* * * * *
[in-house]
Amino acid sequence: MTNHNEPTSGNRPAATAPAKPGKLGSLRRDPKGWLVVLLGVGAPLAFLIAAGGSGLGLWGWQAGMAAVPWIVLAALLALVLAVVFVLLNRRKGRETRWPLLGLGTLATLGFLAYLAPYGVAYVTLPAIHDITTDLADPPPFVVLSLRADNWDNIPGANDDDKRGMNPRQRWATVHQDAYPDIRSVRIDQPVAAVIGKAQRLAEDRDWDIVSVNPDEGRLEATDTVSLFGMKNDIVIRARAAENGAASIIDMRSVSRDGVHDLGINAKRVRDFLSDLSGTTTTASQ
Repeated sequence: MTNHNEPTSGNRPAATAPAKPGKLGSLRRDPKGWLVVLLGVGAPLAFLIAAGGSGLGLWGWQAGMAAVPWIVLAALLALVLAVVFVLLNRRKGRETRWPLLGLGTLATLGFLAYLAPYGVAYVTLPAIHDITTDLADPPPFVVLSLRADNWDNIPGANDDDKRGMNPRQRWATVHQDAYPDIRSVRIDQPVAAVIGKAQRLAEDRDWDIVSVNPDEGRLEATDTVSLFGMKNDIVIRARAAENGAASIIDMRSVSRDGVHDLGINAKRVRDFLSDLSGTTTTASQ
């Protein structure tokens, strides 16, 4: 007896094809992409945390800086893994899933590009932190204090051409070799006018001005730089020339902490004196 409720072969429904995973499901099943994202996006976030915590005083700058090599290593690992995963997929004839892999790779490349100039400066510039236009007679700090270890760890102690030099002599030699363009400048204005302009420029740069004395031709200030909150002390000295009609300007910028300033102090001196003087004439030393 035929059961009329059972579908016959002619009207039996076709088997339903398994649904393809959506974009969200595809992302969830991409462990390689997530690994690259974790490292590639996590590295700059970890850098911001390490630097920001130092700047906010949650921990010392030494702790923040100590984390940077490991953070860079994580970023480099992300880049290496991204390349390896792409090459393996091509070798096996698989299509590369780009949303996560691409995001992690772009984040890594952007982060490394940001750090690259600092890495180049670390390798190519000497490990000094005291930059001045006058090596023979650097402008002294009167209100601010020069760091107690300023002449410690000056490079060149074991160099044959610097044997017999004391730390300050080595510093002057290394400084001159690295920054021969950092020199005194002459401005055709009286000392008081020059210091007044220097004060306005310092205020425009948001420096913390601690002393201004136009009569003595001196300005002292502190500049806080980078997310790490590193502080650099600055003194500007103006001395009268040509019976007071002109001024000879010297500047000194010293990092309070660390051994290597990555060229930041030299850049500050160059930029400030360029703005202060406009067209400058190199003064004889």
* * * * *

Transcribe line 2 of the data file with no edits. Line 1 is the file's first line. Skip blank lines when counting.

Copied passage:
Amino acid sequence: MTNHNEPTSGNRPAATAPAKPGKLGSLRRDPKGWLVVLLGVGAPLAFLIAAGGSGLGLWGWQAGMAAVPWIVLAALLALVLAVVFVLLNRRKGRETRWPLLGLGTLATLGFLAYLAPYGVAYVTLPAIHDITTDLADPPPFVVLSLRADNWDNIPGANDDDKRGMNPRQRWATVHQDAYPDIRSVRIDQPVAAVIGKAQRLAEDRDWDIVSVNPDEGRLEATDTVSLFGMKNDIVIRARAAENGAASIIDMRSVSRDGVHDLGINAKRVRDFLSDLSGTTTTASQ